Yesterday was election day in Wisconsin. In Dane County about 30% of registered voters cast a ballot. WORT’s Jade Iseri-Ramos explains the election results.
Though yesterday was technically a nonpartisan election , the union and Democrat backed candidate won the only statewide race. Jill Underly won out against Deb Kerr as the new Wisconsin State Superintendent. She won with 57% of the vote, though in Dane County, Underly took 80% of votes.
County Executive Joe Parisi will keep his position. His challenger, Mary Ann Nicholson, suspended her campaign last month, but still appeared on the ballot and received just over 20% of the vote.
In a relatively close race Incumbent Larry Palm won his reelection for County Supervisor against Amani Latimer Burris. Palm has served in this position since December, filling the late Paul Rusk’s seat. Cecely Castillo won her uncontested reelected bid for County Supervisor. She was also appointed last year to fill the seat left by Richard Kilmer. Both Palm and Castillo will serve a one year term and face reelection in 2022 when county board supervisors are on the ballot.
City of Madison
All twenty seats for Madison alder appeared on ballots yesterday. Just over half were contested. Seven iIncumbents – who faced a challenger – won reelection. They are Patrick Heck, Lindsay Lemmer, Syed Abbas, Tag Evers, Sheri Carter, Keith Furman, and Christian Albouras.
Two incumbents – one a staunch conservative and the other a staunch progressive – lost their seats to challengers last night. Alder Rebecca Kemble, a frequent critic of the Madison Police Department, was ousted by Charles Myadze, who was endorsed by the local police union. Kemble had served on the council for 6 years. Conservative Paul Skidmore, a defender of the Madison Police Department, lost to challenger Nikki Conklin.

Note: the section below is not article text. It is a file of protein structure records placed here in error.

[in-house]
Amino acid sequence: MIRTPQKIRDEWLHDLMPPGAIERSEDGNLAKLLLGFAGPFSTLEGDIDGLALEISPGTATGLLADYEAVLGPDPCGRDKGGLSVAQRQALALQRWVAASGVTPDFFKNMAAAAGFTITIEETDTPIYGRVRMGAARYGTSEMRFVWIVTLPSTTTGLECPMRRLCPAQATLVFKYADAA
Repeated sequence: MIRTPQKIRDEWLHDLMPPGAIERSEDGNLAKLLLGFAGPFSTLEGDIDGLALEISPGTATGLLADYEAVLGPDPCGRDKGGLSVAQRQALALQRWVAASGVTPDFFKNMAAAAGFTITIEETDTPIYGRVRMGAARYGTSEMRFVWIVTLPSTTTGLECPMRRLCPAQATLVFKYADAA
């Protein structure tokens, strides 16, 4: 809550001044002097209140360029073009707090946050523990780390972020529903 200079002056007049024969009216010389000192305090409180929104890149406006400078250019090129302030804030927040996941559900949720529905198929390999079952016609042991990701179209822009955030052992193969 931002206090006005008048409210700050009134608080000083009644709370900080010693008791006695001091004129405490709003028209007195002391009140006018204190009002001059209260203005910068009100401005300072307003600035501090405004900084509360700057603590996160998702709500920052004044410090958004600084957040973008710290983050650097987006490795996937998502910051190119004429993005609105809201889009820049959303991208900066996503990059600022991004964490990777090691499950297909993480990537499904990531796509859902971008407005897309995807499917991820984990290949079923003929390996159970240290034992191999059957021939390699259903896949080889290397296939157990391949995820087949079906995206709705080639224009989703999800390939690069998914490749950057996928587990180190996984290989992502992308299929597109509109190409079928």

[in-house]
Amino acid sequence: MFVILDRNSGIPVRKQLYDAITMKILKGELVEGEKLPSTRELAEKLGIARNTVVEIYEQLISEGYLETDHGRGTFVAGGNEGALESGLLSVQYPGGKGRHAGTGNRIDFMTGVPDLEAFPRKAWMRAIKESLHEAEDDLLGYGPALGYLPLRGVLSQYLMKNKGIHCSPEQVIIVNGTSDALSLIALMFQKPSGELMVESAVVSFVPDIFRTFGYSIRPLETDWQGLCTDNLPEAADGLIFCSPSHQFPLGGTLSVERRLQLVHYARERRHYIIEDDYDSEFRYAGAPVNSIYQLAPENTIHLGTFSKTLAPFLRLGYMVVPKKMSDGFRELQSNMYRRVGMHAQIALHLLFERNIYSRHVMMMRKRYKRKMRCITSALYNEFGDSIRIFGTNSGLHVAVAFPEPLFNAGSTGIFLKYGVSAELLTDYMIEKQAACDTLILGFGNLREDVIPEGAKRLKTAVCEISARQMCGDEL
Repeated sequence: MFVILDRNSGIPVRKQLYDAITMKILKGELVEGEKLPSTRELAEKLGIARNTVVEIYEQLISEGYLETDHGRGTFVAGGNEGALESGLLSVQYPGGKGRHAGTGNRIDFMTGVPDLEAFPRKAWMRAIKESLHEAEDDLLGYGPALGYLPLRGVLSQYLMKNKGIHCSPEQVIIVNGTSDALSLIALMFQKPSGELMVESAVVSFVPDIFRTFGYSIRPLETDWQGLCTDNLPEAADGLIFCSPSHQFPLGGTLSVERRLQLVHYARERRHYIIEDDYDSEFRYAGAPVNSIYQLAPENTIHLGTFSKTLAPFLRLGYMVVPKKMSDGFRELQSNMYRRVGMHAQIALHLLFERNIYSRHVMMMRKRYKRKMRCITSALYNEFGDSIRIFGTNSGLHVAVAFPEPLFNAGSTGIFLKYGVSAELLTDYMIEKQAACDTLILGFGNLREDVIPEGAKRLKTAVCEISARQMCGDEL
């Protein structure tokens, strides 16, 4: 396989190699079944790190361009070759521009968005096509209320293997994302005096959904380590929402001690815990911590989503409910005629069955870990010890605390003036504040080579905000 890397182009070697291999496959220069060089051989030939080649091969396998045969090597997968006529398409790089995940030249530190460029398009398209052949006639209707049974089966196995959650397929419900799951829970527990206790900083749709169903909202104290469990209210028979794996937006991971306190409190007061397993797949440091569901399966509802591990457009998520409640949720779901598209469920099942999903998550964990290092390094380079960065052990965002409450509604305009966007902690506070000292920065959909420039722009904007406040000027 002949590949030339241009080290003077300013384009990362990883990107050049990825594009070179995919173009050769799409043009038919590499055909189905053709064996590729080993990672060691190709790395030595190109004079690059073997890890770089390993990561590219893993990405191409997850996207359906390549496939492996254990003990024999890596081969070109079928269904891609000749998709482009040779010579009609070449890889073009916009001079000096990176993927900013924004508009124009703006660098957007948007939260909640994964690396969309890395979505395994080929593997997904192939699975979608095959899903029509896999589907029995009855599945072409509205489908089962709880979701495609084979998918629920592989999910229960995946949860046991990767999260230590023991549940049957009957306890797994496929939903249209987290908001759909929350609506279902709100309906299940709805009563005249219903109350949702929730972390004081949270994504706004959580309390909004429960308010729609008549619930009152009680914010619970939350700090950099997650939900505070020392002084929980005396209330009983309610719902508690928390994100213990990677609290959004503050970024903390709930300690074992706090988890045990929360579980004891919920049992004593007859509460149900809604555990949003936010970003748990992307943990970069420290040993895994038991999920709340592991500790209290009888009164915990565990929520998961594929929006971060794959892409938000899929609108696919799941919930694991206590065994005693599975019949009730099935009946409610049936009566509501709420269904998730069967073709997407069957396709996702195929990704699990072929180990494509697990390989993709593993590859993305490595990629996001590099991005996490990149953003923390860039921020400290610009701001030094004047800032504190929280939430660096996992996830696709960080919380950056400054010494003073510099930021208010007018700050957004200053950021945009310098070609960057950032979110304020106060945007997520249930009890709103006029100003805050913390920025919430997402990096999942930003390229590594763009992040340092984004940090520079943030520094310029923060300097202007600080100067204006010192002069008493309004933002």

Conklin’s win marks the end of Skidmore’s 20 years on the council. Conkin says that reflecting on the campaign, she feels like anything is possible. “When I first thought that I was going to run, I never thought about winning. I just thought about really putting myself out there and advocating for people who couldn’t advocate for themselves,” she remembers. “To know I just came from living in my community, being a parent, and working at the community center, I didn’t know my life could be like this. It’s just amazing.”
Alders who ran uncontested and won are incumbents Barbara Harrington-McKinney, Mike Verveer, Nasra Wehelie, Arvina Martin, and Grant Foster.
The council saw three competitive elections where the incumbent did not seek reelection.. Those new alders are Juliana Bennett, Yannette Figueroa, and Jael Currie. New-comers Regina Vidaver, Brian Benford, and Gary Halverson ran unopposed to fill seats where the incumbent was not running.
New alders will start their term in just about two weeks. The Common Council will likely be one of the most diverse councils in local history. Notably, a majority of the new faces on the council are Black or people of color.
Among Madison’s four advisory questions on the structure of the city council, voters supported only one change to the city council—term limits. They did so by a large margin, with 71% of the vote in favor.
Voters also resoundingly supported keeping the council the same size, with 70% of the vote in favor of keeping the size at twenty alders. Voters did not signal support for the other referendum questions, with a majority voting no for full time council and 4 year terms.
17 provisional ballots were issued in Madison yesterday–those are ballots for people who were missing documentation when they showed up to vote. Those ballots need to be returned to the city clerk by 4pm Friday.